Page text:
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Appl Environ Microbiol. 1987 Dec;53(12):2854-61.

Effect of Butanol Challenge and Temperature on Lipid Composition and Membrane Fluidity of Butanol-Tolerant Clostridium acetobutylicum.

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  • 1Department of Food Science, University of Illinois, Urbana, Illinois 61801.

Abstract

The effect of butanol challenge (0, 1.0, 1.5% [vol/vol]) and growth temperature (22, 37, 42 degrees C) on the membrane composition and fluidity of Clostridium acetobutylicum ATCC 824 and a butanol-tolerant mutant, SA-2, was examined in chemically defined medium. Growth of strain ATCC 824 into the stationary phase coincided with a gradual increase in the percent saturated to percent unsaturated (SU) fatty acid ratio. When challenged with butanol at 22 and 37 degrees C, ATCC 824 demonstrated an immediate (within 30 min) dose-response increase in the SU ratio. This strain showed little additional change over a 48-h fermentation. Compared with ATCC 824, growth of SA-2 into the late stationary phase at 22 or 37 degrees C resulted in an overall greater increase in the SU ratio for both unchallenged and challenged cells. This effect was minimized when SA-2 was challenged at 42 degrees C, probably due to the combination of the membrane fluidizing effect of butanol and the elevated temperature. Growth at 42 degrees C resulted in an increase in longer acyl chain fatty acids at the expense of shorter acyl chains for both strains. The membrane fluidity exhibited by SA-2 remained essentially constant at various butanol challenge and temperature combinations, while that for the ATCC 824 strain increased with increasing butanol challenge. By synthesizing an increased amount of saturated fatty acids, the butanol-tolerant SA-2 strain has apparently developed a mechanism for maintaining a more stable membrane environment. Growth of the microorganism is necessary for butanol to fluidize the membrane. Incorporation of exogenous fatty acids (18:1) did not significantly improve the butanol tolerance of either strain. Since SA-2 was able to produce only trace amounts of either butanol or acetone, increased tolerance to butanol does not necessarily coincide with greater solvent yields in this strain.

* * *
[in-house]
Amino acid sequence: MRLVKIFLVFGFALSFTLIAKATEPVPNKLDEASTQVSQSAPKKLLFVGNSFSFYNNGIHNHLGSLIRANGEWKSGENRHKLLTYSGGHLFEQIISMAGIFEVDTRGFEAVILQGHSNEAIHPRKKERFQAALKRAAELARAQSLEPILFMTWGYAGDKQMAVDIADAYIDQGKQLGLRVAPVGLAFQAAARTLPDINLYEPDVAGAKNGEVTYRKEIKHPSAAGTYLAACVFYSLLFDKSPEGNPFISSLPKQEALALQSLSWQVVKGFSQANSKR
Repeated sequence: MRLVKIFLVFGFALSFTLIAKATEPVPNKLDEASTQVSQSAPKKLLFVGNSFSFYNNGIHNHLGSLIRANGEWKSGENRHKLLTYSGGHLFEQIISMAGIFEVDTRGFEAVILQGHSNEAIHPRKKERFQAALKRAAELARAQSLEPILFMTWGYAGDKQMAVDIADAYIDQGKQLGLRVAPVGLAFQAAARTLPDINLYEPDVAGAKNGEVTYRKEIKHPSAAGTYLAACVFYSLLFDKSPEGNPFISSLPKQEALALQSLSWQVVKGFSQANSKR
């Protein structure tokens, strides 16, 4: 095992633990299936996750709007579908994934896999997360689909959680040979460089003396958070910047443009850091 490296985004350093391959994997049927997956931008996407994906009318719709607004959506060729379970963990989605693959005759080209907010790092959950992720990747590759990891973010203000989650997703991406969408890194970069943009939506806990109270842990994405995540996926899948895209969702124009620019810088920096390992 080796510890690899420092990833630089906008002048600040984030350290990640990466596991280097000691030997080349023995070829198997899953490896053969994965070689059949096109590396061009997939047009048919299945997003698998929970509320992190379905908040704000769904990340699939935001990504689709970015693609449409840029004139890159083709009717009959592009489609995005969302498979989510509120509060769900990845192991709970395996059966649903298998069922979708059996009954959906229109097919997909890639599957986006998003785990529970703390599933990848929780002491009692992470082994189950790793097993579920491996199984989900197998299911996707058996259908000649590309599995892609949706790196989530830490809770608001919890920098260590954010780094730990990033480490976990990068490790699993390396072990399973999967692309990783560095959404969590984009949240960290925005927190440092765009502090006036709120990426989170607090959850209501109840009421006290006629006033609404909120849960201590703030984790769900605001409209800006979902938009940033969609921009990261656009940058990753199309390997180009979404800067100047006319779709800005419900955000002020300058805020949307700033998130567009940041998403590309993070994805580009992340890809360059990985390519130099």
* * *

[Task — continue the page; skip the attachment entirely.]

PMID:
16347502
[PubMed]
PMCID:
PMC204212
Free PMC Article
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